Days 7 & 8 – Iggy Biggy

Miles cruised 109 in two days, fuel purchased $0, slip fee $0, daily high temperature 83°f

Pilar was not always named Pilar after Ernest Hemingway’s fishing boat. Gabe has been to Cuba 66 times and is a big fan of Ernest Hemingway. Her original name was Iggy Biggy. A name and logo selected by the previous owners daughter. On Gabe’s AIS the boat name is still Iggy Biggy. When other boaters see his AIS signal they see the name Iggy Biggy and call Gabe on the VHF radio by that name. He vows to get that changed soon.

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The original Pilar has been restored in Cuba.

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Cruising on a sailboat is generally described as hours of boredom punctuated by moments of shear terror. During this cruise we had long stretches between anchorages but no shear terror. We cruised 450 miles in 8 days from Miami to the Dry Tortugas and back. Pilar is an amazing boat in heavy wind conditions which eliminated any real “excitement.” The sailing was exhilarating going 7 -9 mph in 20 -25 mph of breeze. To you non-sailors going 9 mph in a sailboat is the same as driving 120 mph in a car. The boat is heeling 20°, the waves are splashing and the wind generator is howling.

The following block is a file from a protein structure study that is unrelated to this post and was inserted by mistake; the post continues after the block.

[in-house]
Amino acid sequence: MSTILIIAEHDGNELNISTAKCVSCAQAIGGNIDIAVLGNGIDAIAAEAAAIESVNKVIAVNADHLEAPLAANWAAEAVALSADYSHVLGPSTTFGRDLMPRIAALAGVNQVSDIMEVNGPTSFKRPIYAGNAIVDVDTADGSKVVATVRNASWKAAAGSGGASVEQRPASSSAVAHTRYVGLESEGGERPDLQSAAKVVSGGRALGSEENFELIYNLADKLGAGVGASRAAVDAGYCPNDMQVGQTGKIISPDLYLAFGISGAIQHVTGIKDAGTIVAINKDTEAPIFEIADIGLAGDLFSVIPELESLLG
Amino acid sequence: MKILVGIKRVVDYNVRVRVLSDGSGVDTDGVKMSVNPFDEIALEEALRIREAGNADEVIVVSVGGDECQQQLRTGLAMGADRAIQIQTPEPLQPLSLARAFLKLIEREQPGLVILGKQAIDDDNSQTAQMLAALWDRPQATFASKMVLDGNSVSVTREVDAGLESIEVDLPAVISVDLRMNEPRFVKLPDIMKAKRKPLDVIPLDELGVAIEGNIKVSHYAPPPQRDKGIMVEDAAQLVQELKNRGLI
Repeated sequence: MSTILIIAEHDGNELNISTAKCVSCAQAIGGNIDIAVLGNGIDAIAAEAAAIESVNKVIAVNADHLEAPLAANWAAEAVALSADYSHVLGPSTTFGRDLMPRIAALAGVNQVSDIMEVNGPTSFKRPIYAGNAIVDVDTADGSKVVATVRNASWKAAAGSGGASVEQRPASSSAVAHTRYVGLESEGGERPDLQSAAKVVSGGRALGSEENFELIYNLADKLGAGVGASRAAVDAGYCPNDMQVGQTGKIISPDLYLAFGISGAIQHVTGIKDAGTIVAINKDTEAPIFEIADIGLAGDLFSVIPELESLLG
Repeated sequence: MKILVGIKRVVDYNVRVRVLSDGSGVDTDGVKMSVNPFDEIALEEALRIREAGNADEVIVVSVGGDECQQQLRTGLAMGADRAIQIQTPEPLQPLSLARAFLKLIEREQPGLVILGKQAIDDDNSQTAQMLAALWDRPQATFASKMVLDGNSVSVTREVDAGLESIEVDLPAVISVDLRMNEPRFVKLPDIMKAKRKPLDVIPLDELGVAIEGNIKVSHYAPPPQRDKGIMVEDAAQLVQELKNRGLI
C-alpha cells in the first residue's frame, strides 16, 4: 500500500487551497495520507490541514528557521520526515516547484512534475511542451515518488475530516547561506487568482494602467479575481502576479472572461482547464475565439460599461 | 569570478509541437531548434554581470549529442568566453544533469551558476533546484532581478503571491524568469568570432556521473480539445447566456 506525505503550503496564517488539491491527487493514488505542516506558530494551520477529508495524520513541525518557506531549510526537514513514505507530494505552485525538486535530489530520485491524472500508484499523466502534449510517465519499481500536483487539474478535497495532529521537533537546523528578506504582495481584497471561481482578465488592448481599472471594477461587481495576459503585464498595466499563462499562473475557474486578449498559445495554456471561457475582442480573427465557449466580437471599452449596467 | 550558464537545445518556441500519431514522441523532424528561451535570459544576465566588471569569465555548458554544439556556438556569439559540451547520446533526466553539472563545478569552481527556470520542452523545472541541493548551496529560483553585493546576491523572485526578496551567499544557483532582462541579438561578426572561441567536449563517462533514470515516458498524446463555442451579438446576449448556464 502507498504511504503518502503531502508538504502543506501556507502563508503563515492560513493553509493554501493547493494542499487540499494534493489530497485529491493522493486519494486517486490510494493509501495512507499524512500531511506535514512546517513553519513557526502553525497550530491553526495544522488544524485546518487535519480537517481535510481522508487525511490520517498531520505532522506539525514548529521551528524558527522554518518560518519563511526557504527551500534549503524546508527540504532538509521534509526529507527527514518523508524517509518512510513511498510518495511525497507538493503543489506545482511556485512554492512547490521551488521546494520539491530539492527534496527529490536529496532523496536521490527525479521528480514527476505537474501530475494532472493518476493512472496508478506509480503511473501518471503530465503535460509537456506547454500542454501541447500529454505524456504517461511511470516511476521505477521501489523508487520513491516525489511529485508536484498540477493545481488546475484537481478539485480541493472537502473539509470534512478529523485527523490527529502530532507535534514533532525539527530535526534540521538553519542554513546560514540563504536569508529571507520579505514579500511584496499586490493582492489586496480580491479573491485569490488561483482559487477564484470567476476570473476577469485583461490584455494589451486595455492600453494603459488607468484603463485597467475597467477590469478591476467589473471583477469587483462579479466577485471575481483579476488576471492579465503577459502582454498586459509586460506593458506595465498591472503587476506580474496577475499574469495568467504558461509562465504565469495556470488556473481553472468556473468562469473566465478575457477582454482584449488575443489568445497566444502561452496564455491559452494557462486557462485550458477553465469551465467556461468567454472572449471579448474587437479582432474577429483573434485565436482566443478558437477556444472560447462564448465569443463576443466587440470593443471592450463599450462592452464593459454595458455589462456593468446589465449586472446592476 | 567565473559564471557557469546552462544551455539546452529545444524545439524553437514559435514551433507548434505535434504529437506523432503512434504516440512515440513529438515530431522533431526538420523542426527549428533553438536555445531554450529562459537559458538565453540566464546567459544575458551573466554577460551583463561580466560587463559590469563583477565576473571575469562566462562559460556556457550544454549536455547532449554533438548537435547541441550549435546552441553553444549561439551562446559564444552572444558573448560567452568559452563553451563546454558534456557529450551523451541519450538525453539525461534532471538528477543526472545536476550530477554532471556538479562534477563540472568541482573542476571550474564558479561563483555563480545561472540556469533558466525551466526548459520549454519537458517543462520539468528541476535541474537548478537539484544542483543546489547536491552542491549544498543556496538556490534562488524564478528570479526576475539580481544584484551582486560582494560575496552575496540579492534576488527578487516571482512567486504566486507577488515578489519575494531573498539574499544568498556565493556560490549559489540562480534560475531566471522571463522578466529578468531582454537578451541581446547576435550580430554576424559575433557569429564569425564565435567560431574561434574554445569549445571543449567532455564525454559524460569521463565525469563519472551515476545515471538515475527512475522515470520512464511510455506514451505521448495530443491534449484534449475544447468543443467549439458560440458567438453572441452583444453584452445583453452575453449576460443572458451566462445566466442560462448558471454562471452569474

Pilar has many great features. The former owner installed many blue water cruising conveniences. No storm is going to dislodge these pans.

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The navigation station could double as the luxury cockpit on a private jet.

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On Monday we slept in and hoisted anchor at 9 am to motor from Marathon to Rodriguez Key. For our entire cruise the winds have been NE 15 – 25 mph. That was great for the first five days as we headed south and west. However our return trip direction is east and north so we had the wind on our nose for three days. That just means we motor and do not sail. The winds are forecast from the NE until at least Saturday. Not many boats are crossing the Gulf Stream to the Bahamas.